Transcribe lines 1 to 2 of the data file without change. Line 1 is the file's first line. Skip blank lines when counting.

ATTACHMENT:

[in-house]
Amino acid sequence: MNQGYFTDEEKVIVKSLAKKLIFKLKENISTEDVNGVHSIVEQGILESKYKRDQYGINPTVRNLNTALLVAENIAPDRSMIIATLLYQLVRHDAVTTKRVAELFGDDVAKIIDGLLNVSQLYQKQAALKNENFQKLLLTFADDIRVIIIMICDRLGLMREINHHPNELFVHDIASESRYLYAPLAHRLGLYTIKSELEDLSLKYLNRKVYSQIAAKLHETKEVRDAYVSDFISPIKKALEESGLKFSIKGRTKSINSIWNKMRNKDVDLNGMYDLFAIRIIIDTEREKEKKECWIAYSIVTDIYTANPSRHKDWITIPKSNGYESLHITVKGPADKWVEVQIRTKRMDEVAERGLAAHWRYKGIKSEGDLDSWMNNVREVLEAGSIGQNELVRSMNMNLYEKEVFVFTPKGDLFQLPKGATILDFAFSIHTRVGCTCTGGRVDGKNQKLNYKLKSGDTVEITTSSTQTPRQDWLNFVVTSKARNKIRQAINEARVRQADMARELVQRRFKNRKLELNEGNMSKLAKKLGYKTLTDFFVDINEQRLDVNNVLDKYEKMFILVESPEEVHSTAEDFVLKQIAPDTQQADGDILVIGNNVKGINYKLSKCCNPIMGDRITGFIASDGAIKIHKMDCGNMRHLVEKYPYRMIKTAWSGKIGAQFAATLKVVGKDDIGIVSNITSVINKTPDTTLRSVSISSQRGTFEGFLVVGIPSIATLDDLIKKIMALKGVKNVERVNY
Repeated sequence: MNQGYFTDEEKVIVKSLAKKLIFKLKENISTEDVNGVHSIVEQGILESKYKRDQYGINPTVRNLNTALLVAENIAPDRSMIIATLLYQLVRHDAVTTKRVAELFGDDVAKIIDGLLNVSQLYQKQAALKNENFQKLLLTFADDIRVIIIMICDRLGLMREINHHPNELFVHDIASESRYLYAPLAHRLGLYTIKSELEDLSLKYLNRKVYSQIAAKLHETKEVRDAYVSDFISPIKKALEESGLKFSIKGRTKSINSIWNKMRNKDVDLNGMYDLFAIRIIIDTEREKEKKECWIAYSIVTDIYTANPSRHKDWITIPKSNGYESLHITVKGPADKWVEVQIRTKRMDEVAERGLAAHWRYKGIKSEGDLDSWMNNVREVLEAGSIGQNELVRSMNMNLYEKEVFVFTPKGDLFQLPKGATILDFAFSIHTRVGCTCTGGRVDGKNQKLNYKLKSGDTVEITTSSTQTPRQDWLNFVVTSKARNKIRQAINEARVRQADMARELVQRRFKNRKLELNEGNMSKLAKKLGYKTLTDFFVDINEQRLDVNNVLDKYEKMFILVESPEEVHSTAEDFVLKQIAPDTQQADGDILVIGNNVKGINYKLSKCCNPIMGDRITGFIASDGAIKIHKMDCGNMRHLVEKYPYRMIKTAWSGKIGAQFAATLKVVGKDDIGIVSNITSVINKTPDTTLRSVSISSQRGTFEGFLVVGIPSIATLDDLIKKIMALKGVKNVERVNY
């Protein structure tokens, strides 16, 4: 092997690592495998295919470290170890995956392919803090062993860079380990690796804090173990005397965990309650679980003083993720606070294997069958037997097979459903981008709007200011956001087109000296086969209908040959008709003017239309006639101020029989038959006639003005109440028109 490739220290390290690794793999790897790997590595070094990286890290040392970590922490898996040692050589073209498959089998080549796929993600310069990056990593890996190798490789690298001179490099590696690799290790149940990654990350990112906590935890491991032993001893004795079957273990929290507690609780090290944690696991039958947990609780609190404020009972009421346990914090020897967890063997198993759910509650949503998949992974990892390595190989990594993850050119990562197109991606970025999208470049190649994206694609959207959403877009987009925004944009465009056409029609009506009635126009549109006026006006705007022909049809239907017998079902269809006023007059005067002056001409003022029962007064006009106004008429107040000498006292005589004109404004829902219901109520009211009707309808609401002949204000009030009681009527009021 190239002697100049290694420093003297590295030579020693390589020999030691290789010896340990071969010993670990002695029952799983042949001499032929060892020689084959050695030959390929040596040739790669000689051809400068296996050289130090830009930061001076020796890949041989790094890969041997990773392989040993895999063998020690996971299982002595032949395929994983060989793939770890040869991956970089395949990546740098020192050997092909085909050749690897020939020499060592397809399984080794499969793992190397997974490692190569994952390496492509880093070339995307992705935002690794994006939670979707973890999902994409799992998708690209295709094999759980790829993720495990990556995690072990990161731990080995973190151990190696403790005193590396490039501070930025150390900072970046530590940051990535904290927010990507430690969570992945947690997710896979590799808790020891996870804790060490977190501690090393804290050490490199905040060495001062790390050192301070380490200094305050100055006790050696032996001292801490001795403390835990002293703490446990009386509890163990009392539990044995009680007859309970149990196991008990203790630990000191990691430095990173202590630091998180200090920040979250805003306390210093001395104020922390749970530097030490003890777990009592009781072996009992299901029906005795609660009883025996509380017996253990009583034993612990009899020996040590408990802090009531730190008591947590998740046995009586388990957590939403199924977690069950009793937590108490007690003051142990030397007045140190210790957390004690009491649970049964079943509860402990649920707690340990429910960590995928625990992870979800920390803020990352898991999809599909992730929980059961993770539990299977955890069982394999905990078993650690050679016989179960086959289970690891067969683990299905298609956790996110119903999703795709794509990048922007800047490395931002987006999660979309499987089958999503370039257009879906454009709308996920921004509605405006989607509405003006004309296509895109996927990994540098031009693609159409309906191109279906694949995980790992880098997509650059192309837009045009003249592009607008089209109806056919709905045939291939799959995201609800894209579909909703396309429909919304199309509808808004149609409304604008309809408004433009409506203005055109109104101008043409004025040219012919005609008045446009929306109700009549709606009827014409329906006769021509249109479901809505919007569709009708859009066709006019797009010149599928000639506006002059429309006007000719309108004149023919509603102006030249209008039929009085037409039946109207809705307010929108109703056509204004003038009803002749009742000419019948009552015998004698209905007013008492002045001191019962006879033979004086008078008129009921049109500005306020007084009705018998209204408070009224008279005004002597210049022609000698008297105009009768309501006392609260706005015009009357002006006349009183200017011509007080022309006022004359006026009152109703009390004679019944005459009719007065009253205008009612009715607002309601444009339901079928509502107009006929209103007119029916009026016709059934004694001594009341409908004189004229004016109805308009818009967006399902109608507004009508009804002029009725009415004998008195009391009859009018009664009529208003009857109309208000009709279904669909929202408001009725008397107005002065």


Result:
[in-house]
Amino acid sequence: MNQGYFTDEEKVIVKSLAKKLIFKLKENISTEDVNGVHSIVEQGILESKYKRDQYGINPTVRNLNTALLVAENIAPDRSMIIATLLYQLVRHDAVTTKRVAELFGDDVAKIIDGLLNVSQLYQKQAALKNENFQKLLLTFADDIRVIIIMICDRLGLMREINHHPNELFVHDIASESRYLYAPLAHRLGLYTIKSELEDLSLKYLNRKVYSQIAAKLHETKEVRDAYVSDFISPIKKALEESGLKFSIKGRTKSINSIWNKMRNKDVDLNGMYDLFAIRIIIDTEREKEKKECWIAYSIVTDIYTANPSRHKDWITIPKSNGYESLHITVKGPADKWVEVQIRTKRMDEVAERGLAAHWRYKGIKSEGDLDSWMNNVREVLEAGSIGQNELVRSMNMNLYEKEVFVFTPKGDLFQLPKGATILDFAFSIHTRVGCTCTGGRVDGKNQKLNYKLKSGDTVEITTSSTQTPRQDWLNFVVTSKARNKIRQAINEARVRQADMARELVQRRFKNRKLELNEGNMSKLAKKLGYKTLTDFFVDINEQRLDVNNVLDKYEKMFILVESPEEVHSTAEDFVLKQIAPDTQQADGDILVIGNNVKGINYKLSKCCNPIMGDRITGFIASDGAIKIHKMDCGNMRHLVEKYPYRMIKTAWSGKIGAQFAATLKVVGKDDIGIVSNITSVINKTPDTTLRSVSISSQRGTFEGFLVVGIPSIATLDDLIKKIMALKGVKNVERVNY